Monday, August 16, 2010

Almost Famous

While I was growing up, I always kept a dream alive for those times when I felt alone or was picked on or thought that I was a freak: I'd tell myself that someday my differences would work for me and I'd be a great success. I'd make more money than the bullies who tormented me and would be a household name. I'd be famous -- and all of those people who'd ever treated me as if I were "less than" would be sorry.

Fast forward many years later and this dream still hasn't come true, at least not on the scale that I'd hoped for in my youth. I write for a well-known publication, play with a band and released a CD, but I'm most definitely not a household name. Until recently, this bothered me -- and I treated myself as if I were "less than" because I wasn't living up to some ridiculous goal that I set for myself when I was a kid.

Back in high school, I perforfmed with the band and orchestra -- and played three instruments, no less: the flute, tenor sax and clarinet. But as much as I loved music, I was in it for the awards that they gave out at school each year, and was disappointed when I didn't get anything.

Around 2003, I wrote a novel for teen readers. I was really proud of the work I did and managed to get a literary agent -- and almost sold it twice. But it wasn't quite right for what the editors of the various publishing houses seemed to want, and a sale never happened. I wrote a second novel -- which I liked -- but my agent hated it. She dumped me.

I was so bummed about this, not only because I believed in my work (and because rejection sucks), but because it was delaying my dream of becoming the next Judy Blume or Meg Cabot. I wanted to be an iconic author whom millions looked up to -- and whose work was turned into movies, like Harry Potter. I even knew which actors I wanted to cast as certain characters!

Having big goals is great, but when they become so big, anything else doesn't seem like it's worth much. Because I had this terrible attitude, I denied myself a lot of joy along the way -- the joy of playing music, the joy of writing. I was so into seeking others' approval that I saw myself as a "failure" and it left me bitter.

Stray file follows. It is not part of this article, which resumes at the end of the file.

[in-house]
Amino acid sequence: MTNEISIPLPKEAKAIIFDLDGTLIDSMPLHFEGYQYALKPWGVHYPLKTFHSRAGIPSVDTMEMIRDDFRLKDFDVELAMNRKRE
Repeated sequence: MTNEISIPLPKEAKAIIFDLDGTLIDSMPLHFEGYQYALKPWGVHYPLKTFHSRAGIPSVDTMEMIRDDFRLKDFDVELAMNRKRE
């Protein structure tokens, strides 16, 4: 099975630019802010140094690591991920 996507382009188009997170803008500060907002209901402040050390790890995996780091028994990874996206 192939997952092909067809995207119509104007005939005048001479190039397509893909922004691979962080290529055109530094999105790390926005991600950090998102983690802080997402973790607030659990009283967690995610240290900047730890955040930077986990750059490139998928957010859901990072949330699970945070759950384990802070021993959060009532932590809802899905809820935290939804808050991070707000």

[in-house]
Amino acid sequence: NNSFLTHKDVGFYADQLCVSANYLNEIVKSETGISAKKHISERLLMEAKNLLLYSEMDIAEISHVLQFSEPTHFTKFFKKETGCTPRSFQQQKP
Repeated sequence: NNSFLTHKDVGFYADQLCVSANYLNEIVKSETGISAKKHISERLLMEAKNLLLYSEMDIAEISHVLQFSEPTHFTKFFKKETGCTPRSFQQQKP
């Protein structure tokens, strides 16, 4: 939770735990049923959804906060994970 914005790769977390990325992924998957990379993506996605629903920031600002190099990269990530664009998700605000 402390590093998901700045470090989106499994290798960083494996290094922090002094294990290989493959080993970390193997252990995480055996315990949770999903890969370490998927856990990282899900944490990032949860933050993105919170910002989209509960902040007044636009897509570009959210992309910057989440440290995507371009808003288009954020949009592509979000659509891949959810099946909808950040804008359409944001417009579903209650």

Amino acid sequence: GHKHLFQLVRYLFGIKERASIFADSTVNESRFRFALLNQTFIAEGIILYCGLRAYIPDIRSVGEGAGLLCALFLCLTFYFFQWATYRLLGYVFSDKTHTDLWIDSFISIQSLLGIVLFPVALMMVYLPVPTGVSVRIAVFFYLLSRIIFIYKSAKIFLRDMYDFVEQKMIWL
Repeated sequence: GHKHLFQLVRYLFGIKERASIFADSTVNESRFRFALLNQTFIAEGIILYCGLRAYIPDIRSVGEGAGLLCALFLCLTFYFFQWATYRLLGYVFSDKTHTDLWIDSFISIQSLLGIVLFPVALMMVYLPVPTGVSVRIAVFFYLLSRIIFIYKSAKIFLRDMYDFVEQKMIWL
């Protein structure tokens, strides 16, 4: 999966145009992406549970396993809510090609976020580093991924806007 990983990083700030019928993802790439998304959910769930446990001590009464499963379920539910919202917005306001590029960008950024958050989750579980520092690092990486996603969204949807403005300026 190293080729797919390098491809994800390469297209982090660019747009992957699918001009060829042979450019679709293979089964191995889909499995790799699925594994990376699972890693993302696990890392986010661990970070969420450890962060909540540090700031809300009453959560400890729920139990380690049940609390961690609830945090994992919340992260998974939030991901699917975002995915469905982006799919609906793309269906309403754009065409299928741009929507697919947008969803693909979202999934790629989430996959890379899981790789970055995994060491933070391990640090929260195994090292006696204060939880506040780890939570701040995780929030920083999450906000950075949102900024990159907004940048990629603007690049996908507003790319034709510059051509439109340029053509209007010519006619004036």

The point of this post is that I think this is yet another reason why I'm obese. Being full of regrets and disappointments has left many voids in my life -- and I often filled them with food. On those days when I realized I wouldn't be the Great American Novelist, I stuffed myself with cookies and during those times when I acknowledged that I wouldn't be a zillionaire, I crammed my mouth full of pizza or cereal. Then I'd have regrets about being fat and ugly and hopeless ... and the cycle would begin again.

The good news is, I've learned to let go of certain dreams and find new ones along the way. After getting so many rejections from publishers, I decided to complete a project just for fun -- just for ME -- and put together my CD. I'm not a rock star or anything like that and wasn't trying to be one, but I loved the challenge and had a great time producing the album. Only a handful of people have heard it, but I'm really proud of the work that I did -- and that's what matters. Not that I've never become as famous a flute player as James Gallway.

I've also taken my writing back and am finding the joy in that again. About a year ago, I began doing some online freelancing, where I write about any topic I want. I also started this blog. Again, not many people read my work, but I love writing and know that this blog has helped me a great deal with my weight loss.

That said, I'm concentrating on finding the joy in other things: being with friends, traveling, writing travelogues for my friends and family, singing karaoke ... I'm even thinking of taking some art classes. I doubt that any of these activities will give me great recognition, but I no longer care about that. As I get older, I'm learning to appreciate the simpler things in life -- as cliche as that may sound. I'm recognizing the many talents that I do have, even if my writing and musical skills aren't making national news.

Now that I'm letting go of those things that were weighing me down -- in ever sense -- I'm feeling lighter. I think it'll be only a matter of time before my body catches up with my mind.

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